Motivational speaker Wendy Pekeur spoke about her history of abuse.

During this year's #16DaysofActivism, IOL puts the spotlight on those who dedicate their lives to fighting violence against women and children.

Cape Town - Domestic violence can involve a cycle of abuse that moves from generation to generation, with child victims finding themselves in abusive relationships later in life.

This is what happened to Wendy Pekeur who shared her story at a programme to launch the 16 Days of Activism for No Violence Against Women and Children Campaign at the Bonteheuwel community centre.

Now a motivational speaker, Pekeur recalled the abuse she endured both as a child and an adult.

Pekeur grew up on Elsenburg farm in Stellenbosch with her grandparents.

However, when she was 7 years old, her parents took her and her six siblings to stay with them in Scottsdene, where they were exposed to domestic violence and substance abuse.

Pekeur, the second eldest child, decided to run away when she was 18 years old. She vowed never to return to an abusive situation again but that was not her fate.

Ms Pekeur met her ex-fiancé a year later and got engaged at the age of 21. Two years later the couple had their first child and Ms Pekeur described their relationship as pure bliss.

“I was secure, had a beautiful relationship with no pressure to do anything until later. I didn’t realise that I had been in an abusive relationship, he became a different person. He choked me and called me names, often called me a slut and my kids heard him calling me that. I stayed because he was a good father to my kids and he provided for us,”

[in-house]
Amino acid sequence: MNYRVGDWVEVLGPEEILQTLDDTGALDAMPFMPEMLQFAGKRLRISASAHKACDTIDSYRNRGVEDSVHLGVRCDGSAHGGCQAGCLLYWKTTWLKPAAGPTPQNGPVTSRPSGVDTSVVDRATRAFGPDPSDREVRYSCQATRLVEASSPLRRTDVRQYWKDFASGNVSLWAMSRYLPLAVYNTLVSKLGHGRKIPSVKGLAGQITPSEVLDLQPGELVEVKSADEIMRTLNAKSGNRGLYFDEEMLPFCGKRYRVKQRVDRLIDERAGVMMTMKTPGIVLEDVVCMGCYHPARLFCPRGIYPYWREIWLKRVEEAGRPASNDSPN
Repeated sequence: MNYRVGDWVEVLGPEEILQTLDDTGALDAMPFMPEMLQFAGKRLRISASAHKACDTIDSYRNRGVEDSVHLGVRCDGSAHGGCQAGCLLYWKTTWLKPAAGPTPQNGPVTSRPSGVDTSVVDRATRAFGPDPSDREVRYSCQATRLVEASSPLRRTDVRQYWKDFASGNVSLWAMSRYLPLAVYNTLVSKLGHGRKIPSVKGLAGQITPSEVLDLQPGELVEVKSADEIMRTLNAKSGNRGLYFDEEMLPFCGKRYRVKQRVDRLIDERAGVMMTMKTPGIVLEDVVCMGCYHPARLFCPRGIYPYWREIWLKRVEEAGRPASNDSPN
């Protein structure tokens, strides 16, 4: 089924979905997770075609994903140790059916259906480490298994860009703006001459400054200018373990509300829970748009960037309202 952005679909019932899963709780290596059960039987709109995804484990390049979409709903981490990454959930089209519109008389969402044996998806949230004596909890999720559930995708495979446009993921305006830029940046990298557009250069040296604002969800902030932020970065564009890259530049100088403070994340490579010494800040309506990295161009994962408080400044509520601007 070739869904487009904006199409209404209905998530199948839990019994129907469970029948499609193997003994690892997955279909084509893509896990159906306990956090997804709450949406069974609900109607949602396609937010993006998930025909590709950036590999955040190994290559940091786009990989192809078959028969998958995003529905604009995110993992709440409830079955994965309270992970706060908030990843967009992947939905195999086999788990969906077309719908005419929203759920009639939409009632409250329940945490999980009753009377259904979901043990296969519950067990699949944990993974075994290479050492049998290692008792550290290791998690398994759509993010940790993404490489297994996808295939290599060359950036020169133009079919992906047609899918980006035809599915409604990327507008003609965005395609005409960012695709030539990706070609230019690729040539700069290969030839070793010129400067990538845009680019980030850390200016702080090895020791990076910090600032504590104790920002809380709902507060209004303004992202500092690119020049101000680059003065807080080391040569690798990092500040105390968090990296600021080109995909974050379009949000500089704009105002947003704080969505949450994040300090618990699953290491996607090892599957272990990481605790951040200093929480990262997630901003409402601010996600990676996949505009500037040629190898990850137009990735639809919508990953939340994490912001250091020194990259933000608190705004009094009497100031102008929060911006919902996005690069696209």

At the age of 27, Ms Pekeur had her second daughter and soon realised that an abusive household was not what she wanted for herself and her family as she previously had vowed never to go back to the abuse she had endured as a child.

“I proposed that we go for counselling but he was a very private person and he refused. I thought perhaps my hopes in a man was too high but I stayed because I needed that security from a man, I had a lot of self-doubt and I often heard from a loved one that I wasn’t good enough which led me to doubt myself back then already. Her words scarred me, I was insecure and it was a constant battle I had to fight with myself,” she said.

When her second child was a few months old she finally started building up the courage to leave and by that time she was 28.

The final straw was when Ms Pekeur could no longer handle the verbal abuse and she decided to throw him out. Seven years later the couple retried their relationship but it didn’t work out because there was no longer an emotional attachment, according to Ms Pekeur who now lives on the Elsenburg farm in the home of her grandparents who have both died.

“I decided to work with other women who have been through the same thing. I realised that women stay in abusive relationships because they are financially dependant as their wages are often low. Women stay because of the security and for their children’s sake,” she said.

Three weeks ago her ex-fiancé pitched up at her house and smashed her car windows and threatened to burn it. She called the police and told them not to arrest him because her children were present. Instead, she asked them to take him off her property and she laid a charge.

Pekeur said that women need to be pillars of strength for each other as they are the backbones of their communities.

“We need to be here for one another and pray for the men in our country. Women are being killed by the people who are suppose to love them. It is our responsibility to talk to them, there is no excuse for abuse. We need to teach young men that abuse is not okay, even if they had endured that in their households as children,” she said.

* This story was first published in the Athlone News